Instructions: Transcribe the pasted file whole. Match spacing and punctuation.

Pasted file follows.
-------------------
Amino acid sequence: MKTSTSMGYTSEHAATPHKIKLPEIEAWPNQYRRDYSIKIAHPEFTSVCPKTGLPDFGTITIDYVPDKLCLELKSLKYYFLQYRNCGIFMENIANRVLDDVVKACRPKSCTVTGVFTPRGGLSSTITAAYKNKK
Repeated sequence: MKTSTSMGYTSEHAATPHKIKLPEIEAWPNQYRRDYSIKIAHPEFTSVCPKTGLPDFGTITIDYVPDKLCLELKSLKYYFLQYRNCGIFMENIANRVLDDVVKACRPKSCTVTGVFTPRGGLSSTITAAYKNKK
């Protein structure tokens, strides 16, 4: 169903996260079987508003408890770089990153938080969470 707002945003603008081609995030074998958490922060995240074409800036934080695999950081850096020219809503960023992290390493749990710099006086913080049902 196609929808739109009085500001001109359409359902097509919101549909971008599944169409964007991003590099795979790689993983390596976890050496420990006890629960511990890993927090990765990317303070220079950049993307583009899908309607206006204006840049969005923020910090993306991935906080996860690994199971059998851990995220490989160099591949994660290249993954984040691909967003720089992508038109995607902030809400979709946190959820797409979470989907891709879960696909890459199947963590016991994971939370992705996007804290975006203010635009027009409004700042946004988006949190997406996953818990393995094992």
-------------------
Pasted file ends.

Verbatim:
Amino acid sequence: MKTSTSMGYTSEHAATPHKIKLPEIEAWPNQYRRDYSIKIAHPEFTSVCPKTGLPDFGTITIDYVPDKLCLELKSLKYYFLQYRNCGIFMENIANRVLDDVVKACRPKSCTVTGVFTPRGGLSSTITAAYKNKK
Repeated sequence: MKTSTSMGYTSEHAATPHKIKLPEIEAWPNQYRRDYSIKIAHPEFTSVCPKTGLPDFGTITIDYVPDKLCLELKSLKYYFLQYRNCGIFMENIANRVLDDVVKACRPKSCTVTGVFTPRGGLSSTITAAYKNKK
């Protein structure tokens, strides 16, 4: 169903996260079987508003408890770089990153938080969470 707002945003603008081609995030074998958490922060995240074409800036934080695999950081850096020219809503960023992290390493749990710099006086913080049902 196609929808739109009085500001001109359409359902097509919101549909971008599944169409964007991003590099795979790689993983390596976890050496420990006890629960511990890993927090990765990317303070220079950049993307583009899908309607206006204006840049969005923020910090993306991935906080996860690994199971059998851990995220490989160099591949994660290249993954984040691909967003720089992508038109995607902030809400979709946190959820797409979470989907891709879960696909890459199947963590016991994971939370992705996007804290975006203010635009027009409004700042946004988006949190997406996953818990393995094992």